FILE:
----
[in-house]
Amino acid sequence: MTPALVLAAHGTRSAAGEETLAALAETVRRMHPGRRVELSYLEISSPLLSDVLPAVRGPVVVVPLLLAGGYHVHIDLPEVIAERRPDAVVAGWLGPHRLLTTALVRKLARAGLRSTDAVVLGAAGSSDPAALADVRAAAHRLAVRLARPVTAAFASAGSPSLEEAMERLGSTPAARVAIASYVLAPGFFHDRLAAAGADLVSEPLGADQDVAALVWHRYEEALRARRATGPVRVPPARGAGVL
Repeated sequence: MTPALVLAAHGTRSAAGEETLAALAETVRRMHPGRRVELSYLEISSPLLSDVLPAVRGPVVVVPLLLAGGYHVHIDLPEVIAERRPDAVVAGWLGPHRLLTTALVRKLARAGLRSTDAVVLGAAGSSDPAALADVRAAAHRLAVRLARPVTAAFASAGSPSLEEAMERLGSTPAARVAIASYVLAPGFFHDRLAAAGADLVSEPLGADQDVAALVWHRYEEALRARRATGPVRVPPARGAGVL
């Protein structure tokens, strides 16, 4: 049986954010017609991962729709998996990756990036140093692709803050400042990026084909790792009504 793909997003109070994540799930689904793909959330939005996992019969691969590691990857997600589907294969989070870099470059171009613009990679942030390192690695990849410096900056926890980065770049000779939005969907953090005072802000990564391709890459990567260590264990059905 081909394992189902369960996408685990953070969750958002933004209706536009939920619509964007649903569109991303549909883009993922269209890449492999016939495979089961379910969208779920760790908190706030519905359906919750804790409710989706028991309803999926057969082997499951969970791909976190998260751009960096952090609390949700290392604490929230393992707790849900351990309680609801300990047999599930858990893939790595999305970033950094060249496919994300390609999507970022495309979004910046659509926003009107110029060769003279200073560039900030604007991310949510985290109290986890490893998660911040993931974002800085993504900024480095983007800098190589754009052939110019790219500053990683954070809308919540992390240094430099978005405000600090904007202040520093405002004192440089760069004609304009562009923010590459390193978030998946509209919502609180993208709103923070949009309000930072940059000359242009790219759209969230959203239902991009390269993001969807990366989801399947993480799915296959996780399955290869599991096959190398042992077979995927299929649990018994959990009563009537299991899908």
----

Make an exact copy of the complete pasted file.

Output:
[in-house]
Amino acid sequence: MTPALVLAAHGTRSAAGEETLAALAETVRRMHPGRRVELSYLEISSPLLSDVLPAVRGPVVVVPLLLAGGYHVHIDLPEVIAERRPDAVVAGWLGPHRLLTTALVRKLARAGLRSTDAVVLGAAGSSDPAALADVRAAAHRLAVRLARPVTAAFASAGSPSLEEAMERLGSTPAARVAIASYVLAPGFFHDRLAAAGADLVSEPLGADQDVAALVWHRYEEALRARRATGPVRVPPARGAGVL
Repeated sequence: MTPALVLAAHGTRSAAGEETLAALAETVRRMHPGRRVELSYLEISSPLLSDVLPAVRGPVVVVPLLLAGGYHVHIDLPEVIAERRPDAVVAGWLGPHRLLTTALVRKLARAGLRSTDAVVLGAAGSSDPAALADVRAAAHRLAVRLARPVTAAFASAGSPSLEEAMERLGSTPAARVAIASYVLAPGFFHDRLAAAGADLVSEPLGADQDVAALVWHRYEEALRARRATGPVRVPPARGAGVL
């Protein structure tokens, strides 16, 4: 049986954010017609991962729709998996990756990036140093692709803050400042990026084909790792009504 793909997003109070994540799930689904793909959330939005996992019969691969590691990857997600589907294969989070870099470059171009613009990679942030390192690695990849410096900056926890980065770049000779939005969907953090005072802000990564391709890459990567260590264990059905 081909394992189902369960996408685990953070969750958002933004209706536009939920619509964007649903569109991303549909883009993922269209890449492999016939495979089961379910969208779920760790908190706030519905359906919750804790409710989706028991309803999926057969082997499951969970791909976190998260751009960096952090609390949700290392604490929230393992707790849900351990309680609801300990047999599930858990893939790595999305970033950094060249496919994300390609999507970022495309979004910046659509926003009107110029060769003279200073560039900030604007991310949510985290109290986890490893998660911040993931974002800085993504900024480095983007800098190589754009052939110019790219500053990683954070809308919540992390240094430099978005405000600090904007202040520093405002004192440089760069004609304009562009923010590459390193978030998946509209919502609180993208709103923070949009309000930072940059000359242009790219759209969230959203239902991009390269993001969807990366989801399947993480799915296959996780399955290869599991096959190398042992077979995927299929649990018994959990009563009537299991899908």